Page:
Sweden / France – After years of searching for a solution to the worldwide problem of textile waste, pioneering start-up Worn Again joins forces with fashion retailer H&M, and luxury, sport & lifestyle Group, Kering, to bring to market a revolutionary innovation in clothing production and recycling.
n 2014, the global production of polyester filament and cotton fibre was approximately 65 million tonnes. In 2020, the global demand for these fibres is estimated to be 90 million tonnes. 1 To address this, and the growing issue of clothes-to-landfill, Worn Again’s textile-to-textile chemical recycling technology is the first of its kind able to separate and extract polyester and cotton from old or end-of-use clothing and textiles. Once separated, the aim is for this unique process to enable the ‘recaptured’ polyester and cellulose from cotton to be spun into new fabric creating a ‘circular resource model’ for textiles.
This new technology addresses major barriers in textile-to-textile recycling, namely: how to separate blended fibre garments; and how to separate dyes and other contaminants from polyester and cellulose.
Announced today, Worn Again’s technology is entering the next phase of development tests. Forward-thinking global companies H&M and Kering, via its brand PUMA, will be monitoring the testing of this technology. By converting the reclaimed raw materials into yarn, developing fabric and creating garments, these tests will aim to demonstrate that the technology may be commercially viable, and may be able to provide an effective solution for the circular recycling of clothes and textiles.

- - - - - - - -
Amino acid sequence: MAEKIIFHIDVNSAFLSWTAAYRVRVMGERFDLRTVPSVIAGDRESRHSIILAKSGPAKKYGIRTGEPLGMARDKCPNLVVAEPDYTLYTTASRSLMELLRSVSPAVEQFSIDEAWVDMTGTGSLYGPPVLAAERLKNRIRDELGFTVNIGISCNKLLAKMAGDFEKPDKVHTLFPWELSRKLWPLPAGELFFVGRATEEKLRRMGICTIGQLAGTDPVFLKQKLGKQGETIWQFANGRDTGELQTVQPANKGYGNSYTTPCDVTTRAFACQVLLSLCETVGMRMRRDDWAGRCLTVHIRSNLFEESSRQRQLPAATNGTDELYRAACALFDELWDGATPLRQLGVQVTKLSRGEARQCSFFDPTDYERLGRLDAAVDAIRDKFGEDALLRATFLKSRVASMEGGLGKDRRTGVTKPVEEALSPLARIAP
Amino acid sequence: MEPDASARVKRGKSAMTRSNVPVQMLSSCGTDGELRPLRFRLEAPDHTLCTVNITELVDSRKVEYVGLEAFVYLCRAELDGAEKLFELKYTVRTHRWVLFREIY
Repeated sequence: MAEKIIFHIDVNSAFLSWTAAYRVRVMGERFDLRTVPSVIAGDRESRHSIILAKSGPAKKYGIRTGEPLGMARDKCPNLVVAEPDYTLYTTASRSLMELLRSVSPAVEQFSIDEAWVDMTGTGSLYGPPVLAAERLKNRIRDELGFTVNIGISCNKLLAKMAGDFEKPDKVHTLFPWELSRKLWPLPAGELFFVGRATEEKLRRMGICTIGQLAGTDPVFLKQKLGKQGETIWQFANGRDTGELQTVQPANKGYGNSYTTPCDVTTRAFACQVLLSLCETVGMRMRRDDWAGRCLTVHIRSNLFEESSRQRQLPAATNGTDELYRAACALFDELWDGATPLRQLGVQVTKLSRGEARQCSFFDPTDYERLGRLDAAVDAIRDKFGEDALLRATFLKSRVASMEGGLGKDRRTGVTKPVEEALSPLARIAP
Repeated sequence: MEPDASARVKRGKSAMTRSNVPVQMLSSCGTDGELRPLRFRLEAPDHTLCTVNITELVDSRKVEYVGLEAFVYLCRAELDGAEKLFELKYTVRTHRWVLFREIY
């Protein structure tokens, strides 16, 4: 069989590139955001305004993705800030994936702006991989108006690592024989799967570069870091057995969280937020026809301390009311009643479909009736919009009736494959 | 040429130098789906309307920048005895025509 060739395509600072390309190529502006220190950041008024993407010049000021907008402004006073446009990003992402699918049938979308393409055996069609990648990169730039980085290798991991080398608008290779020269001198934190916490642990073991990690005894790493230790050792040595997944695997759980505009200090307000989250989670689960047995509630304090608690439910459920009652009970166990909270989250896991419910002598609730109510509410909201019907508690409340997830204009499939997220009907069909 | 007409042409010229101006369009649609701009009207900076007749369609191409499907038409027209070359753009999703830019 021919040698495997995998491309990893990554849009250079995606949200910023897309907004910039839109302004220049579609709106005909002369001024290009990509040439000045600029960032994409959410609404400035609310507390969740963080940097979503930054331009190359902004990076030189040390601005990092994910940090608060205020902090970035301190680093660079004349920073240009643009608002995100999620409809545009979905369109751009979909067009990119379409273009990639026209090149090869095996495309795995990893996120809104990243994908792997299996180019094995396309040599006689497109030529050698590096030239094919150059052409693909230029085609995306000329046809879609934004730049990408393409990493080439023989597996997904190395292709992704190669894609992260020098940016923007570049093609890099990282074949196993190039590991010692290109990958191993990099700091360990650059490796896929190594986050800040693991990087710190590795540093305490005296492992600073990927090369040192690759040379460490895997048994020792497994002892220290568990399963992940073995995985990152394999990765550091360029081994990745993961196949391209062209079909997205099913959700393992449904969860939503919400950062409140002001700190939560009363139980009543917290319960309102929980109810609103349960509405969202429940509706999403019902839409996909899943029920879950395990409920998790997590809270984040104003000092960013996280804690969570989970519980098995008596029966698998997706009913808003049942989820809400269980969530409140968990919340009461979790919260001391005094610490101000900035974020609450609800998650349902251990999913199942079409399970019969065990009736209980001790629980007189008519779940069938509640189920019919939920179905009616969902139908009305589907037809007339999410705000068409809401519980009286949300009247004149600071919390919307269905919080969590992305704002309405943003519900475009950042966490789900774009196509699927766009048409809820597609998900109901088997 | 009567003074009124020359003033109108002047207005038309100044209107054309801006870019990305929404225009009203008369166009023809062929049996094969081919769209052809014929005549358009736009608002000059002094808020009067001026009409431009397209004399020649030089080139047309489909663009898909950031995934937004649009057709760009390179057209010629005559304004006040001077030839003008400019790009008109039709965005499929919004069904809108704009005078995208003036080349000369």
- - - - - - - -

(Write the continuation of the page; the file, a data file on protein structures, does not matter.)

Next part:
The joint partnership is catalysing innovation in the apparel sector by presenting a solution to replace the use of polyester derived from oil, a non-renewable resource, and with the hope of providing a new and low impact source of raw materials for cellulosic fibres and fabrics.
“We are excited to be part of this project together with Kering and Worn Again. In the long-run this can change the way fashion is made and massively reduce the need for extracting virgin resources from our planet. Furthermore, it brings us closer to our goal of creating fashion in a circular model”, said Anna Gedda, Head of Sustainability at H&M.
“Innovation is what we need to solve our global environmental challenges. Our collaboration with H&M and Worn Again is a great example of this, demonstrating how we can design and deliver a solution that will be fundamental in eradicating textile waste while simultaneously offering a new type of sustainable raw material for our Sport & Lifestyle brands”, said Marie-Claire Daveu, Chief Sustainability Officer and Head of international institutional affairs at Kering.
Cyndi Rhoades, CEO of Worn Again, said, “Our technology is at the heart of a global vision which will engage all brands, textile recyclers, suppliers and consumers, in a unified ambition to keep clothing already in circulation out of landfill, and as part of a global pool of resources to be used time and time again.”